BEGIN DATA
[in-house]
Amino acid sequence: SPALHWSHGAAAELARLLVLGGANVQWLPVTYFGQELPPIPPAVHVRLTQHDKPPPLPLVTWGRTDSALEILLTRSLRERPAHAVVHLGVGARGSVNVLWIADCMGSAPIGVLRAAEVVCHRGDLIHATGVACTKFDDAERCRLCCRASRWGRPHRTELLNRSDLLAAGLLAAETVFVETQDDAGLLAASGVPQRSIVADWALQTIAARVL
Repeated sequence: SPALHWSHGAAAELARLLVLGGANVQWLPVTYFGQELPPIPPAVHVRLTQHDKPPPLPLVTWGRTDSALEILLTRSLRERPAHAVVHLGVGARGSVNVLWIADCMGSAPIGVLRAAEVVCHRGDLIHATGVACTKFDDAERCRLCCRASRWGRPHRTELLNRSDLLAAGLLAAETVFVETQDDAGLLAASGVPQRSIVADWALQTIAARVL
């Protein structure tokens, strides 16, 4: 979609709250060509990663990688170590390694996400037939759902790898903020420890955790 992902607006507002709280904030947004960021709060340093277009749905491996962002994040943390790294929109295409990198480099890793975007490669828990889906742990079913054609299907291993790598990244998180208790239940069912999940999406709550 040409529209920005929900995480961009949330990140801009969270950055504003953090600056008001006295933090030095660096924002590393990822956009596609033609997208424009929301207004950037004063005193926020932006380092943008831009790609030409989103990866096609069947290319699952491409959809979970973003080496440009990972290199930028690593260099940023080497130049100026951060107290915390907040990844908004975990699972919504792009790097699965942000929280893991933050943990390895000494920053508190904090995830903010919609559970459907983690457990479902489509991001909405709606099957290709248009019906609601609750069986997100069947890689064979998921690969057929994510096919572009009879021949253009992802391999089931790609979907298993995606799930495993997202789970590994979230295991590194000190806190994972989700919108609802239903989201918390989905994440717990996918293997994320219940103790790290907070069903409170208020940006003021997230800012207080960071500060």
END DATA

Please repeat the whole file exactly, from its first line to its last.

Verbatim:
[in-house]
Amino acid sequence: SPALHWSHGAAAELARLLVLGGANVQWLPVTYFGQELPPIPPAVHVRLTQHDKPPPLPLVTWGRTDSALEILLTRSLRERPAHAVVHLGVGARGSVNVLWIADCMGSAPIGVLRAAEVVCHRGDLIHATGVACTKFDDAERCRLCCRASRWGRPHRTELLNRSDLLAAGLLAAETVFVETQDDAGLLAASGVPQRSIVADWALQTIAARVL
Repeated sequence: SPALHWSHGAAAELARLLVLGGANVQWLPVTYFGQELPPIPPAVHVRLTQHDKPPPLPLVTWGRTDSALEILLTRSLRERPAHAVVHLGVGARGSVNVLWIADCMGSAPIGVLRAAEVVCHRGDLIHATGVACTKFDDAERCRLCCRASRWGRPHRTELLNRSDLLAAGLLAAETVFVETQDDAGLLAASGVPQRSIVADWALQTIAARVL
């Protein structure tokens, strides 16, 4: 979609709250060509990663990688170590390694996400037939759902790898903020420890955790 992902607006507002709280904030947004960021709060340093277009749905491996962002994040943390790294929109295409990198480099890793975007490669828990889906742990079913054609299907291993790598990244998180208790239940069912999940999406709550 040409529209920005929900995480961009949330990140801009969270950055504003953090600056008001006295933090030095660096924002590393990822956009596609033609997208424009929301207004950037004063005193926020932006380092943008831009790609030409989103990866096609069947290319699952491409959809979970973003080496440009990972290199930028690593260099940023080497130049100026951060107290915390907040990844908004975990699972919504792009790097699965942000929280893991933050943990390895000494920053508190904090995830903010919609559970459907983690457990479902489509991001909405709606099957290709248009019906609601609750069986997100069947890689064979998921690969057929994510096919572009009879021949253009992802391999089931790609979907298993995606799930495993997202789970590994979230295991590194000190806190994972989700919108609802239903989201918390989905994440717990996918293997994320219940103790790290907070069903409170208020940006003021997230800012207080960071500060």